Wednesday, October 14, 2009

Wood Ducks - Maree Clarkson

Being in nature and allowing ourselves to absorb both its gentle beauty and fierce power is a healing act. We do not have to travel far to open ourselves to this gift.

"Carolina Ducks" (American Wood Ducks) watercolour

I've got a pair of Carolina ducks (American Wood Ducks) and a few weeks ago I found the male dead in the pond. I've no idea what happened. He showed no signs of being sick and he wasn't old, younger than his female. As usual, he's the more colourful of the pair, with the female being beige and brown.

I did this painting of them in May this year, but the tree branch was added for interest. Doing a quick sketch of them was fairly easy, as they stood in one place for quite some time, keeping an eye on me sitting on the garden bench close-by. Getting the colour was another matter, because once they moved off, it was constant motion and I would only get glimpses of colours as they swam to and fro on the pond, wondering when I'm going to be leaving them in peace again. This was the last pair I had left over from my breeding stock before selling all the ducks when we moved from our previous smallholding to where we are now in 2003.

I bred with these ducks for a number of years, always had about 10 pairs, each pair raising approximately 10 ducklings at any given time, or should I say, I would be raising about 50 ducklings at a time - they are very delicate and fragile when small, and have to be removed from the parents within the first day otherwise more than half usually don't survive due to various factors like getting cold, wet or picking up some disease. I housed about 5 to a box, with a light to keep them warm and water in water-drinkers impossible to throw over, sometimes having 5 or 6 boxes to tend to. They would be pinioned within two days of hatching, otherwise you would have ducks (and then not indigenous at that), flying all over the neighbourhood. Then, when they were about 12 weeks old, they would be released to the pond area, waiting to be identified as male or female at about 5-6 months old, when I could sell them as pairs.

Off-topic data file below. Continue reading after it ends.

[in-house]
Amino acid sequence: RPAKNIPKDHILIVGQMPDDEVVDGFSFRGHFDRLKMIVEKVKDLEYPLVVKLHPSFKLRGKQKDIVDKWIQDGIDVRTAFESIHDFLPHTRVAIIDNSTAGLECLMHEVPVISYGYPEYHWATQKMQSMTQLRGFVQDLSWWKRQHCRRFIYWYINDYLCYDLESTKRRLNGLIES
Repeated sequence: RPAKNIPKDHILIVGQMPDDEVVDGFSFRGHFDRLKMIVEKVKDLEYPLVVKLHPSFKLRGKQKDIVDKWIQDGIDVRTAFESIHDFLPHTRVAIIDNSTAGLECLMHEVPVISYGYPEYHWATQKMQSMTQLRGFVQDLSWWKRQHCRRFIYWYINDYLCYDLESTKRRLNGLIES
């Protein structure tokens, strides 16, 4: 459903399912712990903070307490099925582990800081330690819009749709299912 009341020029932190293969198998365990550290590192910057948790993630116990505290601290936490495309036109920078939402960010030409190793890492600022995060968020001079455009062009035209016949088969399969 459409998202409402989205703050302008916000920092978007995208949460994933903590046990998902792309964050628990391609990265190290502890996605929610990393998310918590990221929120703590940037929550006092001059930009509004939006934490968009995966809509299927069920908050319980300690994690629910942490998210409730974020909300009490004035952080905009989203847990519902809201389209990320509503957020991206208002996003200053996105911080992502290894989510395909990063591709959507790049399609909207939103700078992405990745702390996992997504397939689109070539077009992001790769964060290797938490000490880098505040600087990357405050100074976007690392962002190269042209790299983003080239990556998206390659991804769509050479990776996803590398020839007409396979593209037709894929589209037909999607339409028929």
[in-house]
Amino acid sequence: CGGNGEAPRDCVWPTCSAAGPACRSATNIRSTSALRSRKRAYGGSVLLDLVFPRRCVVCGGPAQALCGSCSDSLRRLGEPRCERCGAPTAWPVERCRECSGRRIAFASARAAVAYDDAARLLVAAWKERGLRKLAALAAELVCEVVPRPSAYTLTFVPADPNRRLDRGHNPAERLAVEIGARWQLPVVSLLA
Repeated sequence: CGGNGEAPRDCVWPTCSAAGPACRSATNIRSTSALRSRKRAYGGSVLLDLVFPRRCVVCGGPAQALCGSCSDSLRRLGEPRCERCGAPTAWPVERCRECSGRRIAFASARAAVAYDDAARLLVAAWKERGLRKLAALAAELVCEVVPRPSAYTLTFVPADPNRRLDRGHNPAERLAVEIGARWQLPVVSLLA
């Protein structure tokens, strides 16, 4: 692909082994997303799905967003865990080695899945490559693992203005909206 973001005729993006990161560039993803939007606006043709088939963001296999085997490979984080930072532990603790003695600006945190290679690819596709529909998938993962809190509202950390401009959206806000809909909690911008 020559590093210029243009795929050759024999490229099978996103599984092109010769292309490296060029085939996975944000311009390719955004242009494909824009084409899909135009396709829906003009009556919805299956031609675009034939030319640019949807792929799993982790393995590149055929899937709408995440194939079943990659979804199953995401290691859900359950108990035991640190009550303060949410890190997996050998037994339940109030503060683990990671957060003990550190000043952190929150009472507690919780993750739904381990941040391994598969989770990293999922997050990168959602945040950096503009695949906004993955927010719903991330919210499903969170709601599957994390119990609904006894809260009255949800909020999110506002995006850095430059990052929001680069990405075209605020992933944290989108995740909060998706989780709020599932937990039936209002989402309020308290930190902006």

Each one had to be tagged with birth date and from which parents, so that one doesn't pair a female with a brother, but made sure she was betrothed to a neighbour to keep the strain pure.

In America these ducks nest high up in the trees, and then the babies plummet from the nest onto the soft leaf litter below, amazingly surviving such a long fall. When they nest at the top of tall buildings, the journey down is far more hazardous.


  1. very sad the male died. lovely painting.

  2. A beautiful memory of a sad event. What an interesting post.

  3. Thank you Cathie, and I'm not replacing him as the female is fairly old now, then when she goes I have to replace her and so the cycle goes...

  4. Thank you Teri, and they are gorgeous ducks with lovely characters.


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